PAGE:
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Carr Joins Bipartisan Coalition in Filing Suit Against Meta for Harmful Effects on Youth Mental Health

Attorney General Chris Carr

ATLANTA, GA – Attorney General Chris Carr today joined a bipartisan coalition of 33 attorneys general in filing suit against Meta in federal court alleging that the company knowingly designed and deployed harmful features on Instagram and other social media platforms that purposefully addict children and teens. At the same time, the coalition alleges that Meta falsely assured the public that these features are safe and suitable for young users.

“We have become increasingly concerned with Meta possibly marketing to children despite knowing the risks posed to their mental health and well-being,” said Carr. “We will not allow our state’s youngest citizens to be the targets of deceptive social media tactics, and we’re working diligently to address this dangerous and alarming trend. Our consumer protection laws are put in place to protect people from misleading and potentially harmful actions, which includes the exploitation of Georgia’s youth.”

The attorneys general assert that Meta’s business practices violate state consumer protection laws and the federal Children’s Online Privacy Protection Act (COPPA). These practices have harmed and continue to harm the physical and mental health of children and teens and have fueled what the U.S. Surgeon General has deemed a “youth mental health crisis” which has ended lives, devastated families, and damaged the potential of a generation of young people.

The federal complaint, joined by 33 states and filed in U.S. District Court for the Northern District of California, alleges that Meta knew of the harmful impact of its platforms, including Facebook and Instagram, on young people. Instead of taking steps to mitigate these risks, it misled the public and concealed the extent of the psychological and health harms suffered by children and teens addicted to using its platforms. The complaint further alleges that Meta knew that young users, including those under 13, were active on the platforms and knowingly collected data from these users without parental consent. It targeted these young users noting, as reported in a 2021 Wall Street Journal article, that such a user base was “valuable, but untapped.”

Much of the complaint relies on confidential material that is not yet available to the public. However, publicly available sources, including those previously released by former Meta employees, detail that Meta profited by purposely making its platforms addictive to children and teens. Its platform algorithms push users into descending “rabbit holes” in an effort to maximize engagement. Features like infinite scroll and near-constant alerts were created with the express goal of hooking young users. These manipulative tactics continually lure children and teens back onto the platform. As Aza Raskin, the original developer of the infinite scroll concept, noted to the BBC about the feature’s addictive qualities: “If you don’t give your brain time to catch up with your impulses… you just keep scrolling.”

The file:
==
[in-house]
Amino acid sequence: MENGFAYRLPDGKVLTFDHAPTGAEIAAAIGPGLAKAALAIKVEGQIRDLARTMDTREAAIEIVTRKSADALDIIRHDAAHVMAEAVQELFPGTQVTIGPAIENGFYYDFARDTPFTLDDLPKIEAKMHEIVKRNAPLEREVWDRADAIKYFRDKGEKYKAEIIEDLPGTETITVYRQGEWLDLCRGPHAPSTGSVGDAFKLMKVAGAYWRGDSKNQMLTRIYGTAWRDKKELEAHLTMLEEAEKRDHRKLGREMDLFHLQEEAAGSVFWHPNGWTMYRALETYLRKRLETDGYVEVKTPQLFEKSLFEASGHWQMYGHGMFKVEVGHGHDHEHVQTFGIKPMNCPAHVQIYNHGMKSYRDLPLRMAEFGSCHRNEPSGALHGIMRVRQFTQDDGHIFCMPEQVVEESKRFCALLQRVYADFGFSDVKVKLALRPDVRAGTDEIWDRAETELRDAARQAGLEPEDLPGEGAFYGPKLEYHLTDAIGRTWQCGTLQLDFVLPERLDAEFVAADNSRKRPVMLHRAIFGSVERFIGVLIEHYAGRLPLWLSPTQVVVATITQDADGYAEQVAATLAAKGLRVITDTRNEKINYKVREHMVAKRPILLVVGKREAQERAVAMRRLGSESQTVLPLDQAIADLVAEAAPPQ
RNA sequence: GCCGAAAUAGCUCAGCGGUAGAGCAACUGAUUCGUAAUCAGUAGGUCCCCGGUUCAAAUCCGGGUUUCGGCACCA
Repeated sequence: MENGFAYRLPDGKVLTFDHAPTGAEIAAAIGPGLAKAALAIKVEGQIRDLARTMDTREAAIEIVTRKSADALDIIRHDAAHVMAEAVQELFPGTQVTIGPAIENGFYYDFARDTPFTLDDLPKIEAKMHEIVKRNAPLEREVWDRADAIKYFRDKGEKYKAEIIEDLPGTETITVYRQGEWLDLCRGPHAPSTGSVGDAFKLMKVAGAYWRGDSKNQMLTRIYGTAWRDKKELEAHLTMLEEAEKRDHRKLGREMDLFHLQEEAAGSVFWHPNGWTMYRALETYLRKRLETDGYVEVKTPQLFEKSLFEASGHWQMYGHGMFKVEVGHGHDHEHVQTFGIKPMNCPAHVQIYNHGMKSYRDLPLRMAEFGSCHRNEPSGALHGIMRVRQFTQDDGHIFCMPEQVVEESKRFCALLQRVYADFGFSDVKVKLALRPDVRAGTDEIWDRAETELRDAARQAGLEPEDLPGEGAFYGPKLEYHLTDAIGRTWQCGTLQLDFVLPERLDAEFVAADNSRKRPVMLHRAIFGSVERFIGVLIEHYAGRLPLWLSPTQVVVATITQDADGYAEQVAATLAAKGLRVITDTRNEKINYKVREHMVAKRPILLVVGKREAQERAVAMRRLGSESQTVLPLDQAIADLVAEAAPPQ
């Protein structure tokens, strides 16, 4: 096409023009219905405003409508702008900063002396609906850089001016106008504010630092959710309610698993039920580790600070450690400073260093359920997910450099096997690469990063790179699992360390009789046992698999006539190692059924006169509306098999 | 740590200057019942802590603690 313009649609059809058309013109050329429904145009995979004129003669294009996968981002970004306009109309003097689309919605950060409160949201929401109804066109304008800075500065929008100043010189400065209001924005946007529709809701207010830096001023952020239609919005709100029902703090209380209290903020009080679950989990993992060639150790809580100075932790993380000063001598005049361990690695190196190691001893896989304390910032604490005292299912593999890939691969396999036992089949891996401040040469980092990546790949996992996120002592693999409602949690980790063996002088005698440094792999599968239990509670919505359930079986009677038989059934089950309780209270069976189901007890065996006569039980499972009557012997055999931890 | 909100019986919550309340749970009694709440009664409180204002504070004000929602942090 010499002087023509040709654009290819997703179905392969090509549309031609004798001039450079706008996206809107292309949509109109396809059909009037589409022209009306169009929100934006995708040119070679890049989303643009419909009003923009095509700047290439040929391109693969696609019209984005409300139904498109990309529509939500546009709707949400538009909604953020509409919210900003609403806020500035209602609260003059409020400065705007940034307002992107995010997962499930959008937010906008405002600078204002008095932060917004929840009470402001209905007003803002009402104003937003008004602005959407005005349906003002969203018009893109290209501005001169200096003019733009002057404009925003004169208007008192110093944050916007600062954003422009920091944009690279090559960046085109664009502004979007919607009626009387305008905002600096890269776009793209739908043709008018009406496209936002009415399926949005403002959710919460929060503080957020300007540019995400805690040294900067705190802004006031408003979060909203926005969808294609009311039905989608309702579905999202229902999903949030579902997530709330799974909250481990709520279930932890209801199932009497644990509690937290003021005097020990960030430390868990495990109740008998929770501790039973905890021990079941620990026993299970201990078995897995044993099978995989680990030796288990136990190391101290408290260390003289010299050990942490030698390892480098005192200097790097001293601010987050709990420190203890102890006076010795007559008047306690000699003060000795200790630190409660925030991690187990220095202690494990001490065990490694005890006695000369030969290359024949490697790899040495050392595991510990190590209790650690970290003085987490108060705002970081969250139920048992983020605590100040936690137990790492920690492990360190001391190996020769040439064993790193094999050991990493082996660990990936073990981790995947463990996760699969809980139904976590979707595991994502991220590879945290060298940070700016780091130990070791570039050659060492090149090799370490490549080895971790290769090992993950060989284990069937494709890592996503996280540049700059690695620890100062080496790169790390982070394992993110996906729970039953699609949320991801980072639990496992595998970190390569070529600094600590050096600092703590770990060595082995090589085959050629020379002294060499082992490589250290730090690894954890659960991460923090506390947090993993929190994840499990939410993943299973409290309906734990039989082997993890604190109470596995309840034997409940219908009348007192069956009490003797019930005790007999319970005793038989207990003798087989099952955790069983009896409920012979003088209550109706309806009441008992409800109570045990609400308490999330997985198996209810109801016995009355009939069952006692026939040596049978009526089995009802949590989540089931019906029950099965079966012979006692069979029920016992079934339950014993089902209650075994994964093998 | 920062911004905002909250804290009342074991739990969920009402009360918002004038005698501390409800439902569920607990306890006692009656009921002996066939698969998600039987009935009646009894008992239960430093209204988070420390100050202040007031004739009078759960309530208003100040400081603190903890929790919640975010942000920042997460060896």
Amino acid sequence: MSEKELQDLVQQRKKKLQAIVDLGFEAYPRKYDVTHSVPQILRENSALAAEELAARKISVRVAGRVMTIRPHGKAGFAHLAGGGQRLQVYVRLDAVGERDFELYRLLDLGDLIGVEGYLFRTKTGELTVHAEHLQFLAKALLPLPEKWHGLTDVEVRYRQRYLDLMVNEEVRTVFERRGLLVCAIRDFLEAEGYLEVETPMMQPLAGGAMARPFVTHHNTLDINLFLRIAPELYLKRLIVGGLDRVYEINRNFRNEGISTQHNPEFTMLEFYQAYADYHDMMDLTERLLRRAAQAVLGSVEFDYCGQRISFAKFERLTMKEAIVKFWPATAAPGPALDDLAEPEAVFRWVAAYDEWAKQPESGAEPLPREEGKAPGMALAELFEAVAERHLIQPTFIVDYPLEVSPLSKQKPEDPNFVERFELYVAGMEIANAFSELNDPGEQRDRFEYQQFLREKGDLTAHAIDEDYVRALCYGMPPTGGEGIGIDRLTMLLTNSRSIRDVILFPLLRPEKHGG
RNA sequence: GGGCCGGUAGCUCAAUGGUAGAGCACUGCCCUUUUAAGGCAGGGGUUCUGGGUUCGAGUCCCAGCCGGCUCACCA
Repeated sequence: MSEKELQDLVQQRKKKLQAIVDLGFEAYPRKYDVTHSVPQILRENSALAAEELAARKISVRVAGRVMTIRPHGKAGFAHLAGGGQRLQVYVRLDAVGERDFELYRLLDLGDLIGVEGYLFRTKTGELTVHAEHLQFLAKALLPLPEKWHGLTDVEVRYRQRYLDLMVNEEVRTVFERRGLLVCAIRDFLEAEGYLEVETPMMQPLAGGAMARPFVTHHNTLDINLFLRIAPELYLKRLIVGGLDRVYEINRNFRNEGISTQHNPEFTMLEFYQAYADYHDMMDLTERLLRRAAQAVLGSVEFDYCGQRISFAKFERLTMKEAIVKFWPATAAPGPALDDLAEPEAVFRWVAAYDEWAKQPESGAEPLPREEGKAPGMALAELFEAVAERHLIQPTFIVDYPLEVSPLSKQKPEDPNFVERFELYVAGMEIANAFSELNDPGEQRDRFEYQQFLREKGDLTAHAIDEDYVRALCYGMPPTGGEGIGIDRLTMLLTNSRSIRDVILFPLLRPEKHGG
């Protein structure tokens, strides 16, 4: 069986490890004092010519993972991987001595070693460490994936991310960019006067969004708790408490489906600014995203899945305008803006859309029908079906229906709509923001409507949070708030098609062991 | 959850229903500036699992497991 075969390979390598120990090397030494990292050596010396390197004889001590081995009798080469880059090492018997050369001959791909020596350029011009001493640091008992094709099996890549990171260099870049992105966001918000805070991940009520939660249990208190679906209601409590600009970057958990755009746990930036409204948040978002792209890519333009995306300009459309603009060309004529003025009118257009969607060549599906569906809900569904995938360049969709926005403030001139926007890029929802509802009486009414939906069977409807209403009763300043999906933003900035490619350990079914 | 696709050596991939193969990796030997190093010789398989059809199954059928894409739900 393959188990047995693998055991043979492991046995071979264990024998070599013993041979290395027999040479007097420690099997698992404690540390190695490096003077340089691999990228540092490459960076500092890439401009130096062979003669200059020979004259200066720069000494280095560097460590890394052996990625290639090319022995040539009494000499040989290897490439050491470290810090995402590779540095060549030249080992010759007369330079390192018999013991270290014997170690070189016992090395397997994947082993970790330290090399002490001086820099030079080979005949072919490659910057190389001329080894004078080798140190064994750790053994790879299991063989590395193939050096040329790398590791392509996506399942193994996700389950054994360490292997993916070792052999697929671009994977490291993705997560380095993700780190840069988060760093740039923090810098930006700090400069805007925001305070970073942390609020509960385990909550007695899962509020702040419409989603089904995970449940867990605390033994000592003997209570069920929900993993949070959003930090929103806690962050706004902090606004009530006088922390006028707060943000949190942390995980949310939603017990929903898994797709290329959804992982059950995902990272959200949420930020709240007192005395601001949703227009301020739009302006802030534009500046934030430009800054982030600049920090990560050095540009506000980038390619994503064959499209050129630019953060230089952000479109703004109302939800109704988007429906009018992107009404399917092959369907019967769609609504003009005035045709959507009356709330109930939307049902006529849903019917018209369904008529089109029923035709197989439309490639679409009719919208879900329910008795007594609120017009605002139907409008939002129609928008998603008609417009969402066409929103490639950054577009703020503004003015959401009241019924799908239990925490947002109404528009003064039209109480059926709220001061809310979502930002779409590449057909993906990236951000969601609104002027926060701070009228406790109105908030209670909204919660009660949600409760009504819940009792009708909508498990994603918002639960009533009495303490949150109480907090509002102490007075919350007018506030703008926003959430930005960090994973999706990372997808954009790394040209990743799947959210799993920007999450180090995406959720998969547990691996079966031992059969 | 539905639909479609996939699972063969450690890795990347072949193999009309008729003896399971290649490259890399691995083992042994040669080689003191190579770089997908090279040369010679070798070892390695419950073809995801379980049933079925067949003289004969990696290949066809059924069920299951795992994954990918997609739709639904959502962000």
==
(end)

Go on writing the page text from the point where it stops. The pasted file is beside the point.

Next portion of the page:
Meta knew these addictive features harmed young people’s physical and mental health, including undermining their ability to get adequate sleep, but did not disclose or make meaningful changes to minimize the harm. Instead, they claimed their platforms were safe for young users.

These choices, the complaint alleges, violate state consumer protection laws and COPPA. The federal complaint seeks injunctive and monetary relief to rectify the harms caused by these platforms.

In parallel complaints filed in state courts today, eight states have made similar allegations.

These lawsuits are the result of a bipartisan, nationwide investigation. Nearly all the attorneys general in the country have worked together since 2021 to investigate Meta for providing and promoting its social media platforms to children and young adults despite the fact that their use is associated with physical and mental health harms. While some states have pursued litigation in state court and others in collective federal action, the attorneys general will continue to work together as the litigation continues.

The multistate coalition that brought today’s complaint is also investigating TikTok’s conduct on a similar set of concerns. That investigation remains ongoing, and states have pushed for adequate disclosure of information and documents in litigation related to TikTok’s failure to provide adequate discovery in response to requests by the Tennessee Attorney General’s office.

Joining Georgia in the federal lawsuit are Arizona, California, Colorado, Connecticut, Delaware, Hawaii, Idaho, Illinois, Indiana, Kansas, Kentucky, Louisiana, Maine, Maryland, Michigan, Minnesota, Missouri, Nebraska, New Jersey, New York, North Carolina, North Dakota, Ohio, Oregon, Pennsylvania, Rhode Island, South Carolina, South Dakota, Virginia, Washington, West Virginia and Wisconsin. Florida is filing its own federal lawsuit in the U.S. District Court for the Middle District of Florida.

Filing lawsuits in their own state courts are the District of Columbia, Massachusetts, Mississippi, New Hampshire, Oklahoma, Tennessee, Utah and Vermont.

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